THE UNIVERSITY OF CAMBRIDGE (UoC) IS IN A POSITION to hire a professor of innovation, thanks to generous funding of £2.5m from ex-alumni and inventor John C Taylor.
The UoC wants people to apply to this, but don't mess them about. They are going to want serious applicants who can help push the scholarly institution's inventiveness forward. Applications close next bloody Tuesday, 2 May so you had better get on this now. The successful applicant will join the ranks of professors this October, then the innovation begins.
"The University of Cambridge, building on a tradition as one of the strongest areas in the UK for engineering and invention, will be looking for candidates who have an outstanding research record of international stature in technology and innovation management," said the University.
"They'll also need vision, leadership, experience and enthusiasm and will hold a PhD or equivalent postgraduate qualification." We suggest that if you get an interview you should turn up with an invention. Like a hover car.
As for the man with the cash, well he could probably walk into the role but it does not seem like that will be the case. He is apparently just happy to be in a position to help out inventors.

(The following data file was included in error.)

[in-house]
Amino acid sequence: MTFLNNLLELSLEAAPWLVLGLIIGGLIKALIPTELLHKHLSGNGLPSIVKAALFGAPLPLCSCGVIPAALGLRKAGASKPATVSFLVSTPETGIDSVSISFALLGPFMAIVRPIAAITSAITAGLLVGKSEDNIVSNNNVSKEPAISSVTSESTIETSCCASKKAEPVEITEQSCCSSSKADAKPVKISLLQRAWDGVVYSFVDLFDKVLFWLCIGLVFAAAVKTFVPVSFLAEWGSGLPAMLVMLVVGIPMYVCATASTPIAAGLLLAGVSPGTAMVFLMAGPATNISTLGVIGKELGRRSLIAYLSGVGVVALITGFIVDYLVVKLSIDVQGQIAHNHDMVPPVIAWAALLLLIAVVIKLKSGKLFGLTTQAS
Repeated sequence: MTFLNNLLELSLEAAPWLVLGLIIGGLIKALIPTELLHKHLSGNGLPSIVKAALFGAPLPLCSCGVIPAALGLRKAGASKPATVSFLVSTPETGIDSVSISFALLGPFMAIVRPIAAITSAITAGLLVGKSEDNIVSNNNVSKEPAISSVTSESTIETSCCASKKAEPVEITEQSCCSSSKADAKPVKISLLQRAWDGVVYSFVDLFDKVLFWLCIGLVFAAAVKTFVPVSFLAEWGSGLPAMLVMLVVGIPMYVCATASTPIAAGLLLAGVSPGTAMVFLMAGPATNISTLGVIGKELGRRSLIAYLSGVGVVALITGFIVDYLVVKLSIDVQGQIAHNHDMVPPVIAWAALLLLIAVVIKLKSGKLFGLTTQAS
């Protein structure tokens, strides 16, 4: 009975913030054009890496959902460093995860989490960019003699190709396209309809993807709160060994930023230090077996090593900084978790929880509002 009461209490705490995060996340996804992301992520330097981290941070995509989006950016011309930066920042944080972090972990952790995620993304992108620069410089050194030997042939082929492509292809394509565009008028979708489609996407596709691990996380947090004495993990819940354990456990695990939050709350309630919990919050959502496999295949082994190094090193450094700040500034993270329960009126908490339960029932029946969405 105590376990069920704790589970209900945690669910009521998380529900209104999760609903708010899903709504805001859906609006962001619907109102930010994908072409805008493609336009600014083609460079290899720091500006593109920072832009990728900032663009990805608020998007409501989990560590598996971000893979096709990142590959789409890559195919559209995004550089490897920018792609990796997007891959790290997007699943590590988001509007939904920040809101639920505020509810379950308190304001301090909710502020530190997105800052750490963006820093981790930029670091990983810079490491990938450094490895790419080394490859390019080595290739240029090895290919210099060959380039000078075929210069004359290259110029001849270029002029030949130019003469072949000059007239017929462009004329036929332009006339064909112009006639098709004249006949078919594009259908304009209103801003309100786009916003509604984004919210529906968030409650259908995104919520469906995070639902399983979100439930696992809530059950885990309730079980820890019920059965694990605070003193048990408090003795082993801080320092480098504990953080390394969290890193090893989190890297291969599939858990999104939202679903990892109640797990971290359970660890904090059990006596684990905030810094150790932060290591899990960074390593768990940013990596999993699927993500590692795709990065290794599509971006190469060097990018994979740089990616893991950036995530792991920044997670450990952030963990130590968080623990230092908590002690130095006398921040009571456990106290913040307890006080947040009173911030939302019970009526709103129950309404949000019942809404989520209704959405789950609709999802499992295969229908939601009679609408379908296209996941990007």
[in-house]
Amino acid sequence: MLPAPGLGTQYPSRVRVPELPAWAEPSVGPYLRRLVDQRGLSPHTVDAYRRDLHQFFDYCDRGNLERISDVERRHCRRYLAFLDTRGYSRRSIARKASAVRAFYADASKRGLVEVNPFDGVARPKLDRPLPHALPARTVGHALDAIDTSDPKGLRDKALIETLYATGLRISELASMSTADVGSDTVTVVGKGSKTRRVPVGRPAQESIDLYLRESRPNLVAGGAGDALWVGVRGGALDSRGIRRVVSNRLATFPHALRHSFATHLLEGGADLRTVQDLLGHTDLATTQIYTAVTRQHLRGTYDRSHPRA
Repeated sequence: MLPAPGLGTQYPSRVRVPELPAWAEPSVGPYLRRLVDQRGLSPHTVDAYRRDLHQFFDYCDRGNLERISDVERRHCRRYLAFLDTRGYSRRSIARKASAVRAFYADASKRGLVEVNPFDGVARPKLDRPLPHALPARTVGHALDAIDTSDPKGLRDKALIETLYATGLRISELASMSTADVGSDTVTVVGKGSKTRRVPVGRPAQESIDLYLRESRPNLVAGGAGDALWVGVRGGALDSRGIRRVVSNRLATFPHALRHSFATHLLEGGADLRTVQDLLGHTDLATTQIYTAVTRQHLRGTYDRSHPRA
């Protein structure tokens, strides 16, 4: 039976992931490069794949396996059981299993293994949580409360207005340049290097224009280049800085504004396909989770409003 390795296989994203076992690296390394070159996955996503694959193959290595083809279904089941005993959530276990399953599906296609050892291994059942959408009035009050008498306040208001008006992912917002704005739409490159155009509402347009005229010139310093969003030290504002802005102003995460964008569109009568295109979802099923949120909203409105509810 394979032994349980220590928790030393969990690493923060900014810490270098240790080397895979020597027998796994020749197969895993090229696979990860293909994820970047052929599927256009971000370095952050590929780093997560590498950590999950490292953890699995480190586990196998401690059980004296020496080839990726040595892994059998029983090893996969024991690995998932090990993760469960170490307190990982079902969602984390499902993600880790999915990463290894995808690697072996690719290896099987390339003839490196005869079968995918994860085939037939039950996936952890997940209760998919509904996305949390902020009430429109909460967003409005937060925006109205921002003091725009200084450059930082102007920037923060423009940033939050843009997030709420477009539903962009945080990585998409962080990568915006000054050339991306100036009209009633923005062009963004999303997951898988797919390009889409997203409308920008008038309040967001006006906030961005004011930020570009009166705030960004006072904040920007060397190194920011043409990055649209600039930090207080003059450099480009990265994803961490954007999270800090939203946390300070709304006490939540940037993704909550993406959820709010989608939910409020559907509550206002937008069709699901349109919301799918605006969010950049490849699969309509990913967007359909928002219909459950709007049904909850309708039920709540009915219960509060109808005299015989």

"Too little is discussed these days about business financial freedom and job creation while too much attention is paid to venture capitalist business models, which can leave an inventor with little ownership. Innovation is no longer just for the elite in business; it has become the norm," he said.
"In order to stay ahead, it's important that not only do we innovate, we do it better than anyone else. The United Kingdom has an incredible track record of inventors, engineers and thinkers and we want to build on that.
"It's essential that those who have great ideas have the skills and support to develop successful business models around them." µ
One step ahead again
Gets moved to add-on store
Inspired a generation to make science from bobbins (sometimes literally)
Are advertised to go undetected by body orifice security scanners in prisons